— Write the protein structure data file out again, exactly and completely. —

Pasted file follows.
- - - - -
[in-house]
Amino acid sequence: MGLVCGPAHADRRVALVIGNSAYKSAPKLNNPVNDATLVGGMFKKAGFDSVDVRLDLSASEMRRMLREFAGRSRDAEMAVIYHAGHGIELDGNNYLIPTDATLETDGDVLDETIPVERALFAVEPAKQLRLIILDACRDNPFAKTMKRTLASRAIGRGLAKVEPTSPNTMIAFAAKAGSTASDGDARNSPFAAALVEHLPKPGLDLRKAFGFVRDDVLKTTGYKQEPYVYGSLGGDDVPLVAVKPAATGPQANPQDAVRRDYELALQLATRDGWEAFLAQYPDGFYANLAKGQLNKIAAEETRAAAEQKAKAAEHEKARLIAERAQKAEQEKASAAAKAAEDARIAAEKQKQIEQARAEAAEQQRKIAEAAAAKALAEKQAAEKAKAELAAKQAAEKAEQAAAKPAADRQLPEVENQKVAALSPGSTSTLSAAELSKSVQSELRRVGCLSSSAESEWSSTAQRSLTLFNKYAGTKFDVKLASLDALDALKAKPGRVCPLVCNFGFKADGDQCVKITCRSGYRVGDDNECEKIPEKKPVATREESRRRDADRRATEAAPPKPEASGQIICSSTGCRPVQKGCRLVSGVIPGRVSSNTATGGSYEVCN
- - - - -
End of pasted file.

[in-house]
Amino acid sequence: MGLVCGPAHADRRVALVIGNSAYKSAPKLNNPVNDATLVGGMFKKAGFDSVDVRLDLSASEMRRMLREFAGRSRDAEMAVIYHAGHGIELDGNNYLIPTDATLETDGDVLDETIPVERALFAVEPAKQLRLIILDACRDNPFAKTMKRTLASRAIGRGLAKVEPTSPNTMIAFAAKAGSTASDGDARNSPFAAALVEHLPKPGLDLRKAFGFVRDDVLKTTGYKQEPYVYGSLGGDDVPLVAVKPAATGPQANPQDAVRRDYELALQLATRDGWEAFLAQYPDGFYANLAKGQLNKIAAEETRAAAEQKAKAAEHEKARLIAERAQKAEQEKASAAAKAAEDARIAAEKQKQIEQARAEAAEQQRKIAEAAAAKALAEKQAAEKAKAELAAKQAAEKAEQAAAKPAADRQLPEVENQKVAALSPGSTSTLSAAELSKSVQSELRRVGCLSSSAESEWSSTAQRSLTLFNKYAGTKFDVKLASLDALDALKAKPGRVCPLVCNFGFKADGDQCVKITCRSGYRVGDDNECEKIPEKKPVATREESRRRDADRRATEAAPPKPEASGQIICSSTGCRPVQKGCRLVSGVIPGRVSSNTATGGSYEVCN